81.
In 1994, the Trust House Forte Group acquired the Group Le Méridien from Air France. Starting in 1996, the Manager underwent a succession of ownership restructurings and, in November 2005, Starwood Hotels & Resort Worldwide Inc. ("Starwood Hotels") acquired the Le Méridien brand and managing fee business while the leased and owned real estate assets were acquired in a separate deal by a new company named Starman Hotel Holdings LLC ("Starman"), a joint venture formed by Lehman Brothers Holdings Inc. ("Lehman Brothers") - which had acquired Le Méridien’s debt in principal on 30 December 2003 - and Starwood Capital Group Global LLC ("Starwood Capital"). As part of Starman’s acquisition in November 2005 of the leased and owned real estate assets of Le Méridien, Starman had taken over the Hotel and had entered into an operating agreement (the "Operating Agreement") with Starwood (M) Hotels Inc. ("Starwood (M)") for the management of the Hotel.7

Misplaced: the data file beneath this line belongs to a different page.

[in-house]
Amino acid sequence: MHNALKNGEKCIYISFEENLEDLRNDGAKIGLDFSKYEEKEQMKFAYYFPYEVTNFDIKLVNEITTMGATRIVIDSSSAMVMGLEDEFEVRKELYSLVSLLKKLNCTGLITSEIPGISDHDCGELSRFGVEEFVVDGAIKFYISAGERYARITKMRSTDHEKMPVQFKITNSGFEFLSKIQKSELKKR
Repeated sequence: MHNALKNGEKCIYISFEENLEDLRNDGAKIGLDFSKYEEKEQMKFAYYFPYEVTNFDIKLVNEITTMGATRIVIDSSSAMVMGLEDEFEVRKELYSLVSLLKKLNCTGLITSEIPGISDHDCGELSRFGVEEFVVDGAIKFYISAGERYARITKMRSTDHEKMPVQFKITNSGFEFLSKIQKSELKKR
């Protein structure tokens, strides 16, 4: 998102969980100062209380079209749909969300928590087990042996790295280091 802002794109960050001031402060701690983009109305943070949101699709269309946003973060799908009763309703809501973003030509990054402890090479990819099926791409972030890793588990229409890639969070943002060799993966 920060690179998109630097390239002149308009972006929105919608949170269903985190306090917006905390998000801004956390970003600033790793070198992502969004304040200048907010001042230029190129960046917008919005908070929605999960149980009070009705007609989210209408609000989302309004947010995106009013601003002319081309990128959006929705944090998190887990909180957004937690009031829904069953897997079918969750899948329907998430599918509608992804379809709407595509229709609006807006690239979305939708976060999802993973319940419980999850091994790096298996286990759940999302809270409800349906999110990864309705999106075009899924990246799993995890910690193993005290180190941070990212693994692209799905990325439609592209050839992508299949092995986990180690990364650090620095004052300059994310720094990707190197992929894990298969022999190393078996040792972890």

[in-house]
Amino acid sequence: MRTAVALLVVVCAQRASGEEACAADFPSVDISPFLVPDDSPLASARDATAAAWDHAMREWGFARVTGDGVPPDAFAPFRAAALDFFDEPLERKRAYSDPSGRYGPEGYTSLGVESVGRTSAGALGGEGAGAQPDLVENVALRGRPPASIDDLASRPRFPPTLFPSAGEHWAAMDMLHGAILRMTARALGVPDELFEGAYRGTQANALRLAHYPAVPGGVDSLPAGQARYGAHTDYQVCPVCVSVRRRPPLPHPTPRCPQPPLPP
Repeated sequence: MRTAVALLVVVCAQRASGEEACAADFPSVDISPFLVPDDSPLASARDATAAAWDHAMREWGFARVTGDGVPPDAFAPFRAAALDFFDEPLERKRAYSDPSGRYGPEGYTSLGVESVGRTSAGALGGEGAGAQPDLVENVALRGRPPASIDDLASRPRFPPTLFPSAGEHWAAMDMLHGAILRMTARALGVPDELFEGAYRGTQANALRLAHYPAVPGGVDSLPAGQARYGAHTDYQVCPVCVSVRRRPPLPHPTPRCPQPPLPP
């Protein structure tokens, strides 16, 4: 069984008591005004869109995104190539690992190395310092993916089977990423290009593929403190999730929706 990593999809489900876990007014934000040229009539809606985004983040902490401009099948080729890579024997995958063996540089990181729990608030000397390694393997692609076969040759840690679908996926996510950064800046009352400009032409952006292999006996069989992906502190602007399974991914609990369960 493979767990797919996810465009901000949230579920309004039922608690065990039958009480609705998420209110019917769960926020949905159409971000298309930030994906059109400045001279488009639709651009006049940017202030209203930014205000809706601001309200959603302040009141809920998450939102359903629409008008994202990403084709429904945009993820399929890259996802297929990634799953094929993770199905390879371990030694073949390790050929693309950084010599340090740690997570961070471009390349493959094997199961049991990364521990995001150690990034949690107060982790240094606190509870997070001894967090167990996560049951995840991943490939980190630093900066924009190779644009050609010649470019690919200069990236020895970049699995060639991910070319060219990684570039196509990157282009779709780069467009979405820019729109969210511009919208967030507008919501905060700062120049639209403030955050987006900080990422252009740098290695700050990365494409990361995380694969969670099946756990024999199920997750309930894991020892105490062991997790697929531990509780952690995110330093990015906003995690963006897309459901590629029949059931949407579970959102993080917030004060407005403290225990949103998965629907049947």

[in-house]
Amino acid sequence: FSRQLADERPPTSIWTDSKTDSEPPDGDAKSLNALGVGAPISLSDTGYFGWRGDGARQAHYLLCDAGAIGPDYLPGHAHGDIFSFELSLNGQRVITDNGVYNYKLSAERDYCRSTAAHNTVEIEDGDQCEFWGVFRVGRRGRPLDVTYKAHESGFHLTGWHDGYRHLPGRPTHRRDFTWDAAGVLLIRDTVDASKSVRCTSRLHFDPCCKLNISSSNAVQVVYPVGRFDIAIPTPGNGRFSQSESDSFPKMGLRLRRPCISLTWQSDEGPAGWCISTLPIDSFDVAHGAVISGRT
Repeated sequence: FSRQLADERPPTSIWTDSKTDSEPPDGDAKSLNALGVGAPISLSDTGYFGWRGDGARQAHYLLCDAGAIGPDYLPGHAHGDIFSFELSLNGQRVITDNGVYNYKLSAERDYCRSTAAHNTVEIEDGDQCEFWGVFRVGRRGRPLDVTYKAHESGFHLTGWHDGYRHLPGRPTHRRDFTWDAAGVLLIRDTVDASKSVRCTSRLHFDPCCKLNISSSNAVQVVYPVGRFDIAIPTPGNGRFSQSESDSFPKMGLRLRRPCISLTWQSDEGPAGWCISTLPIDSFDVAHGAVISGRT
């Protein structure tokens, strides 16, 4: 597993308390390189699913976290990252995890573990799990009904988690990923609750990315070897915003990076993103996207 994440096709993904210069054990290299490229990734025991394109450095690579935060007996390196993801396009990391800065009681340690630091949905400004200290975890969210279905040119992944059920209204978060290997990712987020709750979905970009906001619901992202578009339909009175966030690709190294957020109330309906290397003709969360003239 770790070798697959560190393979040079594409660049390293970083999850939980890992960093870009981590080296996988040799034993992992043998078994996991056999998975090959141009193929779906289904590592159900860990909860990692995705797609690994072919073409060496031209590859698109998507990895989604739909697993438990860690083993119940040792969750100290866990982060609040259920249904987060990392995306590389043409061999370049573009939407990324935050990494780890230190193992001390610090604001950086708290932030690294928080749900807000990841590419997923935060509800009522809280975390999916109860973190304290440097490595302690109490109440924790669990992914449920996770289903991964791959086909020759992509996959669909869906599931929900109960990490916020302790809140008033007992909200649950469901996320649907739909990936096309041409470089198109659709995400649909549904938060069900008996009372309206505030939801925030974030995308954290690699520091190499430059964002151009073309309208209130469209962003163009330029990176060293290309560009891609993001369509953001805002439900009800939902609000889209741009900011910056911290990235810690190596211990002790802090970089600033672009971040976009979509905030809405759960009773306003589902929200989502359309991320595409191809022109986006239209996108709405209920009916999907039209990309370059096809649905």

82.
On 7 June 2006, CGHA wrote to Le Méridien raising concerns regarding the lack of investment over several years in the Hotel8 and, on 3 July 2006, Starwood Hotels informed CGHA that, as a result of the acquisition of the Le Méridien Group, the Management Agreement had been transferred to a company named "Starman" and that Starman had taken over all responsibilities in relation to the Management Agreement.9 Further details were provided in a letter dated 17 July 200610 from the First Respondent’s direct owner, Starman UK Services Company Limited, which letter Claimant declared to have not initially received.11
83.
During 2007, CGHA, Starman and Starwood Hotels explored an amicable resolution of the matter, including termination of the Management Agreement.
84.
From 2008 to mid-2010, the First Respondent and its direct owner, Starman UK Services Company Limited, sought to negotiate a commercial exit from the Management Agreement, to no avail. On 29 August 2011, CGHA’s counsel wrote to Woodman Maroc, noting that Woodman Maroc’s various defaults constituted a unilateral termination of the Management Agreement.12 In its response of 4 October 2011, Woodman Maroc asserted that it was "in compliance with the terms of the Management Agreement and intend[ed] to continue to operate the Hotel Royal Mansour in accordance with the terms of the Management Agreement13
85.